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Cooking With East Lyme's White Gate Farm

White Gate Farm is bringing in some of the state's top chefs to teach people how to turn farm fresh ingredients into something delectable!

Cooking With East Lyme's White Gate Farm Cooking With East Lyme's White Gate Farm Cooking With East Lyme's White Gate Farm Cooking With East Lyme's White Gate Farm Cooking With East Lyme's White Gate Farm


Any chef will tell you that a really great meal begins with locally-grown, fresh ingredients. Living in East Lyme, Old Lyme, and Lyme, finding items such as organic heirloom tomatoes, fresh peaches, local honey, and homemade goat cheese is the easy part. Cooking it, well, that's a bit trickier.

At East Lyme's White Gate Farm, people can buy fresh-picked organic produce, hand-crafted raw milk cheeses, fresh baked bread, newly-laid eggs, and organic chicken. And now, to help people turn these lovingly-raised raw ingredients into a dish that will truly do them justice, White Gate Farm is offering cooking classes taught by some of the best chefs in Connecticut.

This is something new for White Gate Farm and, like all good things, it grew organically. It started with an idea to convert the farmhouse's old milk room into a commercial kitchen, so the farm would have a designated space to make the fresh sauces it sells.

What began as a fairly modest proposal morphed into a full-scale commercial kitchen that now fills one wing of the old farmhouse. "We got a bit carried away," said Pauline Lord, who runs the farm with her husband, David. "This kitchen was the next phase in our evolution." 

Once the kitchen rennovation was complete, the finished result was so spectacular that Lord thought there was perhaps an even better way to use it. After hearing so many people who come in to buy items such as kale and eggplant ask about the best ways to prepare their produce, cooking classes seemed a logical next step. The whole concept just mushroomed from there. 

The first in a series of five classes begins this week with Anne Gallagher of From Plough To Plate, whose September 15 "cocktail class" will show people how to turn farm fresh ingredients into delicious hors d'oeuvres. As a number of these were sampled at the grand unveiling of the new kitchen last month, it's perhaps no surprise that the first class is full.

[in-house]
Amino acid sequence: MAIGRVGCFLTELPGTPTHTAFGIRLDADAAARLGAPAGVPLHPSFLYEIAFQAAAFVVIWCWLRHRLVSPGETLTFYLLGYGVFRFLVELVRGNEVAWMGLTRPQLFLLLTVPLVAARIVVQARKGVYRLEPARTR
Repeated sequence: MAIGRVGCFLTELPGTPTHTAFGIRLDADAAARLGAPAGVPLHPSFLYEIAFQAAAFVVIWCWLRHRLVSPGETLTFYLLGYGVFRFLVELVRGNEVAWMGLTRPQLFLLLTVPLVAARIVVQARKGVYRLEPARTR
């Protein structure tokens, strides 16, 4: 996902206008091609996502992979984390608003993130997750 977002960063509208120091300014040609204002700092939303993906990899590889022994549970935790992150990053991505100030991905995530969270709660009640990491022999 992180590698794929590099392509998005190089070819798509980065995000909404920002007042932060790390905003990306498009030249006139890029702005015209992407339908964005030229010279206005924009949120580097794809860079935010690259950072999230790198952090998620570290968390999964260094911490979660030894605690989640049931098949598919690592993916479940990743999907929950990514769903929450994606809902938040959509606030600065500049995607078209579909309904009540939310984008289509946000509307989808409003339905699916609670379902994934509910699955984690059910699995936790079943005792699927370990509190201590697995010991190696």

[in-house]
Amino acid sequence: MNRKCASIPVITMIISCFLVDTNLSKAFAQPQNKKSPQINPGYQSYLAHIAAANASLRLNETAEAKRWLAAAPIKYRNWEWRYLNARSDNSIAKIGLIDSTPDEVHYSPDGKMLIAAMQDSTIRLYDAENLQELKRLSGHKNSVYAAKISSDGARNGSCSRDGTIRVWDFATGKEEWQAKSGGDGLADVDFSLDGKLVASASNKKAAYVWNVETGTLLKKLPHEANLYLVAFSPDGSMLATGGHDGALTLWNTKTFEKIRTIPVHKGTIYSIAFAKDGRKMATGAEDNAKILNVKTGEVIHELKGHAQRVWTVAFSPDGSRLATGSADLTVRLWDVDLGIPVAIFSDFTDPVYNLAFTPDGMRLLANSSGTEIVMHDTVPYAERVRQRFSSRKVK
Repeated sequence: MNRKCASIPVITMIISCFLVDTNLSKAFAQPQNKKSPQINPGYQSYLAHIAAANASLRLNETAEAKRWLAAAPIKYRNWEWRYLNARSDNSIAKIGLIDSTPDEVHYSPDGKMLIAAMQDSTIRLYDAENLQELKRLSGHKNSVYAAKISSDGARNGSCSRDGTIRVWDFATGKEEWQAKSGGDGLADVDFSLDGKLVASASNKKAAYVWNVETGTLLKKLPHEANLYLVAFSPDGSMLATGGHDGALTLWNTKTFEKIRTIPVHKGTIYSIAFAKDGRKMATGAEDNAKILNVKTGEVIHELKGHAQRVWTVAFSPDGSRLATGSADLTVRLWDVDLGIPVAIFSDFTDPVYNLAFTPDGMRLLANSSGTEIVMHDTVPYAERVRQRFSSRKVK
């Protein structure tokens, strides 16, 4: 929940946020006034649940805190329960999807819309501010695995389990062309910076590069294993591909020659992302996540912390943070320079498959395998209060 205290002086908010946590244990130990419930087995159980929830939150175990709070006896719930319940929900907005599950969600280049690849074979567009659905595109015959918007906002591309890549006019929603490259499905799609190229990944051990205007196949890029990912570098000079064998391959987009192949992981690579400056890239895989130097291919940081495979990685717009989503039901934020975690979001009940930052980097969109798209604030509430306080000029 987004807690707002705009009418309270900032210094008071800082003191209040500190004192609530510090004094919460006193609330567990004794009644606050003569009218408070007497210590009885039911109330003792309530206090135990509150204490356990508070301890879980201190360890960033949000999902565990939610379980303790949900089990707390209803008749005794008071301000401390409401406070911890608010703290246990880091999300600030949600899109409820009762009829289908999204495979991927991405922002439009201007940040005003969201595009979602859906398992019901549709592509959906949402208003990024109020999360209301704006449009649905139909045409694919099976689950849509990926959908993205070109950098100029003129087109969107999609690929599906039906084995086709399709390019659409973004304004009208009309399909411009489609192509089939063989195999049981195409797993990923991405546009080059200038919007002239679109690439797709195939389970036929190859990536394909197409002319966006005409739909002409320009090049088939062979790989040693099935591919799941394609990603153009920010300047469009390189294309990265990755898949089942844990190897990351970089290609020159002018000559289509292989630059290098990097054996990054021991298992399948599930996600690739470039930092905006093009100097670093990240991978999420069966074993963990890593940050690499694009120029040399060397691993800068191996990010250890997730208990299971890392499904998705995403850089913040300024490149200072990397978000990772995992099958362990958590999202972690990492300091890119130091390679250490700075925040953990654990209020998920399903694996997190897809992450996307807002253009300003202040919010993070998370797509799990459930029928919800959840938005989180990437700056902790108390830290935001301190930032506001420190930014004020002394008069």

However, there is still room at the table in classes scheduled for later this month and in October, and there's always the possibility of a spot opening up at the last-minute.

All classes will be held at White Gate Farm's new commercial farmhouse kitchen at 83 Upper Pattagansett Road in East Lyme. And at the end of each cooking class, you get to eat what you've made!

If you're interested in learning how to make a meal out of the amazing local produce we have, call (860) 739-9585 or email  info@whitegatefarm.net

Here's the fall schedule:

September 20, 2-4:30 p.m. White Gate Farm's Farm Manager Susan Mitchell will teach a preserving and canning class to show you how to enjoy those lovely heirloom tomatoes all year long. "It's a way to be able to eat locally in the wintertime," Mitchell said. $40.

October 17, 3-9 p.m. Jonathan Rapp of the River Tavern in Chester will give a long class covering everything from how to harvest fresh produce to how to prepare a full dinner using only locally-produced ingredients. He probably won't have to teach you how to eat it but you'll get to do that too! $100

October 25, 4-7 p.m.  Bun Lai of Miya's Sushi in New Haven, who Pauline Ford describes as something of a "rock star" in the world of sushi in Connecticut, will be teaming up Emrys Tetu, vegan chef and wellness consultant of Chester, for a lesson in raw food and the fine art of sushi. $125

October 27, 4-7 p.m. Eddy Farm Manager Haley Fox offers a lesson in farmhouse cooking (and how to make your own cheese!). It's a hearty fall menu of pickled fennel and onion salad, roasted tomato soup, hand-made gnocci with sage brown butter sauce, roasted winter squash, and farmer cheese with honey and herbs. $75.

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